Nor does paragraph 4.0, likewise emphasized and relied upon by the estate, suggest an opposing result. The estate contends on reply brief: "Respondent also continues to overlook the importance of the fact that the parents were given general powers of appointment over the two annuities, exercisable during their lifetimes, to direct where further annuity payments should be made in the event of Sarah's death." However, paragraph 4.0 by its terms affords the right to designate an alternate beneficiary to decedent's parents only in their capacity "as coconservators". The very existence of this provision thus supports, rather than detracts from, the impression gleaned from the settlement agreement that the annuity payments were intended to benefit decedent alone.

Even the inventory prepared for the Wayne County Probate Court bears a degree of corroborative value. As of February 14, 2001, decedent's parents apparently viewed the annuities as part of decedent's probate estate, representing $1,118,000 of the reported total assets of $1,535,853. The evidence further suggests that this document was in fact filed with the probate court on March 9, 2001, accompanied by payment of a $1,331.25 inventory fee. The Court takes judicial notice of the fact that the probate inventory fee imposed under Michigan law is computed based on the size of the estate and that $1,331.25 corresponds to the fee that would be due on an estate of $1,535,853. See Mich. Comp. Laws Serv. sec. 600.871 (LexisNexis 2004); see also Fed. R. Evid. 201; Estate of Reis v. Commissioner , 87 T.C. 1016, 1026-1027 (1986).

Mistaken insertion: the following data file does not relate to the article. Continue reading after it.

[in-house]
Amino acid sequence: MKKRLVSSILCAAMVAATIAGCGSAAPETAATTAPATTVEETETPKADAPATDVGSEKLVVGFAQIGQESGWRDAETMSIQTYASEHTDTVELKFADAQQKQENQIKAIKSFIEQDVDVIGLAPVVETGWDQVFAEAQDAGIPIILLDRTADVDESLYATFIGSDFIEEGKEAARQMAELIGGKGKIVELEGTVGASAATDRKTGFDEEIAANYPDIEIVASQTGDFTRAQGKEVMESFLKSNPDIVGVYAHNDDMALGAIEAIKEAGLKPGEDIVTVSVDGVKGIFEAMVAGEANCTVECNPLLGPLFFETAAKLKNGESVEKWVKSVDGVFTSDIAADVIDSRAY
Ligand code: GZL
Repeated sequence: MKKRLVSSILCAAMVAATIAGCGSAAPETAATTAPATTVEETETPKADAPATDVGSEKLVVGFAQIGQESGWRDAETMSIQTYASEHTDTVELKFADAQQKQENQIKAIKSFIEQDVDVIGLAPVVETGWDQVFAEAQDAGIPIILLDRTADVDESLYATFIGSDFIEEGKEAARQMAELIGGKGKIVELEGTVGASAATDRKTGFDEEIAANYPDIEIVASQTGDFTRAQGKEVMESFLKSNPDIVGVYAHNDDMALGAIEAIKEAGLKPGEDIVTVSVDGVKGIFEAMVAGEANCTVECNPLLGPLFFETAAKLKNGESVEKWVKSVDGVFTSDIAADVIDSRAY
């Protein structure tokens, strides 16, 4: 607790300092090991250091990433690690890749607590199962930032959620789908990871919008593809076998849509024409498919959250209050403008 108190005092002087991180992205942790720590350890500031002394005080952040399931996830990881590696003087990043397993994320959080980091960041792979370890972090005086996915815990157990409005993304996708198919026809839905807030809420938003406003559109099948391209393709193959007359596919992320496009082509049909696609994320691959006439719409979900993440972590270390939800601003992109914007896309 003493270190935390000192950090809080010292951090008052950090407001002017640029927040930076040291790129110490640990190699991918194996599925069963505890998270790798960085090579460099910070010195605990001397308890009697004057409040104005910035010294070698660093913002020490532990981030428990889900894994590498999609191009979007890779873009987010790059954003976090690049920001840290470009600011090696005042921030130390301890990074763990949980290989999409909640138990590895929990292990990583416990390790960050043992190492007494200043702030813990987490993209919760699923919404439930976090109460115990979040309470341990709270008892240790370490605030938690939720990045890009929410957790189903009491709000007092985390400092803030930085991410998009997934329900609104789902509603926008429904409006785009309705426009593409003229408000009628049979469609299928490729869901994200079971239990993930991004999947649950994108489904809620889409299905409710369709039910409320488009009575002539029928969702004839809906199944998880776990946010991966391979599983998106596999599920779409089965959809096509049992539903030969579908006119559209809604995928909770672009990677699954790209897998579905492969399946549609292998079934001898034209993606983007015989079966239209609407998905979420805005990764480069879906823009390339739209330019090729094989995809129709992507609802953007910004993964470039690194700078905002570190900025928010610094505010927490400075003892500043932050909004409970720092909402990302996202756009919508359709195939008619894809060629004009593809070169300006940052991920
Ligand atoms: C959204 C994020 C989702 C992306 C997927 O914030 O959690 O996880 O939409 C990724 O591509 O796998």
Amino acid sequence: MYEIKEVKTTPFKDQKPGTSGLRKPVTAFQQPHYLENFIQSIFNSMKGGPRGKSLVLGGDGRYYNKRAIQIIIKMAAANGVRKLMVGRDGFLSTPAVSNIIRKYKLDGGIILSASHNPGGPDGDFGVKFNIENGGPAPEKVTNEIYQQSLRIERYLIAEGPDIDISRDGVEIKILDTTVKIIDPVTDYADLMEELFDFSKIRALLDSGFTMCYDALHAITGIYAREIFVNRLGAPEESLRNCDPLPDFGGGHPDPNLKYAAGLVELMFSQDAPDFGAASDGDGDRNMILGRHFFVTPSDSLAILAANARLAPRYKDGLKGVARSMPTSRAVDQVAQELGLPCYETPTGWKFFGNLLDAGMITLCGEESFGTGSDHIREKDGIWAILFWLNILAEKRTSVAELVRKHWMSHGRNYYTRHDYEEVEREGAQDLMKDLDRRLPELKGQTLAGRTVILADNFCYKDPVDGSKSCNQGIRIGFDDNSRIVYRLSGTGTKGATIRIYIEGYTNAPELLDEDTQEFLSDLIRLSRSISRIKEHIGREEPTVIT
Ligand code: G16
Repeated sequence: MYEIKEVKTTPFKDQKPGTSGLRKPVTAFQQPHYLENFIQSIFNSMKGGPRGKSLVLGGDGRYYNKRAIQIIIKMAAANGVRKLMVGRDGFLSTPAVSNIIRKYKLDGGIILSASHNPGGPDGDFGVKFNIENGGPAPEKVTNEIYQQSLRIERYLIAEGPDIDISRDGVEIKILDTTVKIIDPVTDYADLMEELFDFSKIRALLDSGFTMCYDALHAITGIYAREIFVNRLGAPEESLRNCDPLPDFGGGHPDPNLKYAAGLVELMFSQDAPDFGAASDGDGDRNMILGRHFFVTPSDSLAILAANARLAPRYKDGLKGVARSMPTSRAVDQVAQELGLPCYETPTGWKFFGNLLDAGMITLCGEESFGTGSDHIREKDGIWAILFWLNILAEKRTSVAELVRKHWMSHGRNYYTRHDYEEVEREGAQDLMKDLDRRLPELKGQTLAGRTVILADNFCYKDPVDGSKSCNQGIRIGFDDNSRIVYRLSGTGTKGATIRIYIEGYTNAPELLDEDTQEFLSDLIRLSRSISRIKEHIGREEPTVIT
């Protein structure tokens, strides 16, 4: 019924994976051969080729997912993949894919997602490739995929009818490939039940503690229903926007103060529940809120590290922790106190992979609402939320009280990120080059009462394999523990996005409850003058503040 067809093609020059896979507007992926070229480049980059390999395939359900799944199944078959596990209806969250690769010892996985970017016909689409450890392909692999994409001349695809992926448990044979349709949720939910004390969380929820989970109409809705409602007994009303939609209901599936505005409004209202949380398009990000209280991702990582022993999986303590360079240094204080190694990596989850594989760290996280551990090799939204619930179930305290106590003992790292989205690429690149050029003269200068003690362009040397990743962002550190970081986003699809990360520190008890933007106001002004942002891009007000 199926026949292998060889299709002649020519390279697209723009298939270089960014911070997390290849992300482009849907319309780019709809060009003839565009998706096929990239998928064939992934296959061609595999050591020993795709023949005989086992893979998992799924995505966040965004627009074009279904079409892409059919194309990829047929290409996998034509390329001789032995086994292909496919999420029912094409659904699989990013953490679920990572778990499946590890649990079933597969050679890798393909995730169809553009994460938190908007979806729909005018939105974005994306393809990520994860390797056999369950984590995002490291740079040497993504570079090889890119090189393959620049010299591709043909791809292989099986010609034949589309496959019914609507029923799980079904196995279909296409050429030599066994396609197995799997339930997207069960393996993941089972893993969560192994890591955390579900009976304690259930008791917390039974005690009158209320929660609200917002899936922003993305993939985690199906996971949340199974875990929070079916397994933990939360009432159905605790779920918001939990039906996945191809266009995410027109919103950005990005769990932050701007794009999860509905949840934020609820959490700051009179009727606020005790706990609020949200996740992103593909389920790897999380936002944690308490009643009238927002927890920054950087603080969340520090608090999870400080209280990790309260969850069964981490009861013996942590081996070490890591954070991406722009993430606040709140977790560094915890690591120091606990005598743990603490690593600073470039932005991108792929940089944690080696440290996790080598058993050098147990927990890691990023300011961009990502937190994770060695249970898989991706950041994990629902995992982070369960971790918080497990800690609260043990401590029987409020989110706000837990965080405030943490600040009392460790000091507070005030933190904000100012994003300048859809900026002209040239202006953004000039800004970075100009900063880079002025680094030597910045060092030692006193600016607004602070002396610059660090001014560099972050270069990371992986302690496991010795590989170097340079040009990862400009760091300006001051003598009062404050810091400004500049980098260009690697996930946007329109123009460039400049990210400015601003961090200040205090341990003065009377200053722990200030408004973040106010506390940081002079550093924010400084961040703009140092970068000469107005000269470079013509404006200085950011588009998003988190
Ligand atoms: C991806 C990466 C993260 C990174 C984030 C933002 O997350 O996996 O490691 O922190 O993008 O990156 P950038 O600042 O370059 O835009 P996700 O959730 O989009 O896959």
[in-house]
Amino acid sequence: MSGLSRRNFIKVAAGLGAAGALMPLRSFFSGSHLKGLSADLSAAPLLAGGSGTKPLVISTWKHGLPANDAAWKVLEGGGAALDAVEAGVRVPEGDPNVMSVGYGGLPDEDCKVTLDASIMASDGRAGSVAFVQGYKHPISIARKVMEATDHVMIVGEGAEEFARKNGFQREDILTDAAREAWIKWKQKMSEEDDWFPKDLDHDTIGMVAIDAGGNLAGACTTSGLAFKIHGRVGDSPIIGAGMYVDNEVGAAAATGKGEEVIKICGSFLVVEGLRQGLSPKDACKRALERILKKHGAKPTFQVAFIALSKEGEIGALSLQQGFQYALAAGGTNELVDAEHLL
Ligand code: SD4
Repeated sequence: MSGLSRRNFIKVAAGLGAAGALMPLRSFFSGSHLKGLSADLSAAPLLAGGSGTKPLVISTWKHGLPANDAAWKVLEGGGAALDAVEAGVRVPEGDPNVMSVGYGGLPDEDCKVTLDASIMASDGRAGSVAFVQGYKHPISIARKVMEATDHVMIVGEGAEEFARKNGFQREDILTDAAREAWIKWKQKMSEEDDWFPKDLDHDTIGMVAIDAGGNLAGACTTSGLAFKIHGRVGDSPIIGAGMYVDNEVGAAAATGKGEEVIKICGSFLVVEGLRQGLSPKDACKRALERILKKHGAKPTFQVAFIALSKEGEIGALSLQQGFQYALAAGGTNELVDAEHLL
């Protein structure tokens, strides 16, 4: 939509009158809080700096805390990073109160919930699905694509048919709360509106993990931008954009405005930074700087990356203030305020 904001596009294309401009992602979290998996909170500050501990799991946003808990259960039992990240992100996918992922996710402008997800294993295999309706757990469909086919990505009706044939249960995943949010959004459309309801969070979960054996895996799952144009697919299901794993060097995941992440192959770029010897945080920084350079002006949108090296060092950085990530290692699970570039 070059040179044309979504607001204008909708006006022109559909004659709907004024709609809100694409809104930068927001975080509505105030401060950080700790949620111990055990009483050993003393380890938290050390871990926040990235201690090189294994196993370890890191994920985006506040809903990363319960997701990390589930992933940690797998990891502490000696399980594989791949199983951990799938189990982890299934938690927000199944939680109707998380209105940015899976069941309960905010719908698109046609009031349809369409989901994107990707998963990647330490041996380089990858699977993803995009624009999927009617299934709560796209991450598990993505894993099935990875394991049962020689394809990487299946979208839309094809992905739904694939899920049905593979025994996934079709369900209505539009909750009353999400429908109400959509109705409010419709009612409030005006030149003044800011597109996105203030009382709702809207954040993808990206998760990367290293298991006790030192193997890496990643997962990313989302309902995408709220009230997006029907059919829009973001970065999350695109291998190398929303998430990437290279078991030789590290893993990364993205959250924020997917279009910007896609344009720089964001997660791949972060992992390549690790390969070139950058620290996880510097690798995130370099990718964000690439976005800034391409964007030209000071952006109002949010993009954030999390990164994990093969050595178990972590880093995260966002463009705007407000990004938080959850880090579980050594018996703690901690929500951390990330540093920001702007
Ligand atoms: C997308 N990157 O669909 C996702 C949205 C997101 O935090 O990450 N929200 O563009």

Although both parties concurred that amended inventories excluding the annuities were provided to the IRS, no such documents were proffered as evidence, nor was there any indication that a refund of some portion of the inventory fee was sought or obtained from the probate court. Rather, it is noteworthy that $1,451.25 was claimed as an administrative expense labeled Wayne County Probate Court on the Form 706 signed on July 27, 2001. This would seem to correlate with the $1,331.25 inventory fee, along with the $100 petition or application filing fee imposed at that time under Michigan law (now $150), and some combination of minor fees or costs totaling $20. See Mich. Comp. Laws Serv. secs. 600.871, 600.880, 600.880b (LexisNexis 2004).

The estate relies principally on testimony of decedent's parents to buttress characterization of the annuities as part of a joint and unallocated settlement of all claims in the lawsuit. Mr. Davenport first testified that all claims were negotiated together in the settlement procedure and that the various claims were not broken down or discussed separately in formulating the agreement. Then, when asked to describe the reasoning behind the decision to establish the annuities, 5 he offered:


5 ═ Mr. Davenport, by profession a financial planner, testified that he was responsible for the idea behind structuring a portion of settlement in the form of annuities from two different companies, to reduce risk.


Annuities offered some advantage that I felt for my daughter. One of our biggest fears with her was that she would outlive us. So annuity offered a benefit of a continuous stream of monies, even if we were to pass away before her.